RICHARD HADLOCK SHOWED UP during the last of the East Side Wedding recording sessions to surprise us with a copy of Wolff Kostakowsky's 1916 klezmer tunebook — an exceedingly rare source that we consulted often in the years to come.
Over time, Richard became my musical mentor, shepherding my evolution from flutist to sax player and tuning my ear to the wildly expressive sound of early jazzers like Sidney Bechet. Hadlock was in fact a Bechet disciple; the 1921 Buescher soprano sax he sold me (in barter for my soul) had once been played by the master himself.
If Marty Schwartz fed my klezmer jones, Richard Hadlock — his Berkeley house crammed to the roof with 78-rpm jazz rarities — provided the flip side of my education in 1920s music. My gentle, modest friend Hadlock turned out to be quite the heavy hitter in jazz circles: a respected historian (author of Jazz Masters of the Twenties) and powerful reedman who had performed and recorded with Kid Ory, Muggsy Spanier, Turk Murphy, and Butch Thompson. I benefited from his hipster wisdom continually, whether hangin' at his pad or listening to his weekly Annals of Jazz broadcasts on KQED-FM in San Francisco.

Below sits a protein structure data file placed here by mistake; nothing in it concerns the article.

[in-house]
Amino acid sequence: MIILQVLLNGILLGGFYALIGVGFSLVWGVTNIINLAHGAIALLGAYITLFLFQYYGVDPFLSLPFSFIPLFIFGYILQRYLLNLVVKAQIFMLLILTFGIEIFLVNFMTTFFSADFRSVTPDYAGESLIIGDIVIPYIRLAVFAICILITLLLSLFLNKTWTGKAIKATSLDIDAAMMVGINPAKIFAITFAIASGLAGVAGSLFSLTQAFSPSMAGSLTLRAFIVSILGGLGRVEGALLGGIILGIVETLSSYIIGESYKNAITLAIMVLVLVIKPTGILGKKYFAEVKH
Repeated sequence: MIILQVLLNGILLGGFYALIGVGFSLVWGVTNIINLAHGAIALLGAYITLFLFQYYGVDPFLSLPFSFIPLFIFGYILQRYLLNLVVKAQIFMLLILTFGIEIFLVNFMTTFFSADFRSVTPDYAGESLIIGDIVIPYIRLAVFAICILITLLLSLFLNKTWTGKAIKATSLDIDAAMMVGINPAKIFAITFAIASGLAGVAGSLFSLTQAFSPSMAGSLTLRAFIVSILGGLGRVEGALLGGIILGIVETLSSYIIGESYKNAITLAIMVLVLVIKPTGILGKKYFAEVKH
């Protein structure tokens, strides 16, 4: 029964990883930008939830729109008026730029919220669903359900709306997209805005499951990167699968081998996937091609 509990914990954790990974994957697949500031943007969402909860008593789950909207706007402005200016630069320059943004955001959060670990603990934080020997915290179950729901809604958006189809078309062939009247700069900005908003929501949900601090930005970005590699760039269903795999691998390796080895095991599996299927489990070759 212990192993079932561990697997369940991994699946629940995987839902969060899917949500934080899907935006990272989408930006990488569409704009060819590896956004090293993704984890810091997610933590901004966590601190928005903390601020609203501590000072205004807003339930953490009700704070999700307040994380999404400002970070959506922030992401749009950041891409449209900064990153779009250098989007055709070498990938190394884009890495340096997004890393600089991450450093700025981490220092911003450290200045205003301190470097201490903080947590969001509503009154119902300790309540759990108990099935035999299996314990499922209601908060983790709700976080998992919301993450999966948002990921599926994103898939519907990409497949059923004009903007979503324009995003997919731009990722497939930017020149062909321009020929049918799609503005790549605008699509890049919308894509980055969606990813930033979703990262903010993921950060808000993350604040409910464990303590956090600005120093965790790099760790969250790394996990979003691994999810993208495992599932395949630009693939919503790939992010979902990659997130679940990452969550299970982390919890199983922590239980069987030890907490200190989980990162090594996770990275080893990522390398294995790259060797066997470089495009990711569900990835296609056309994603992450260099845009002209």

If my excesses as a performer — or eccentricities as a player — made Richard's hair turn white, he was far too kind to mention it. In any case, he profoundly influenced The Klezmorim's musical direction. Dick Hadlock is a living national treasure.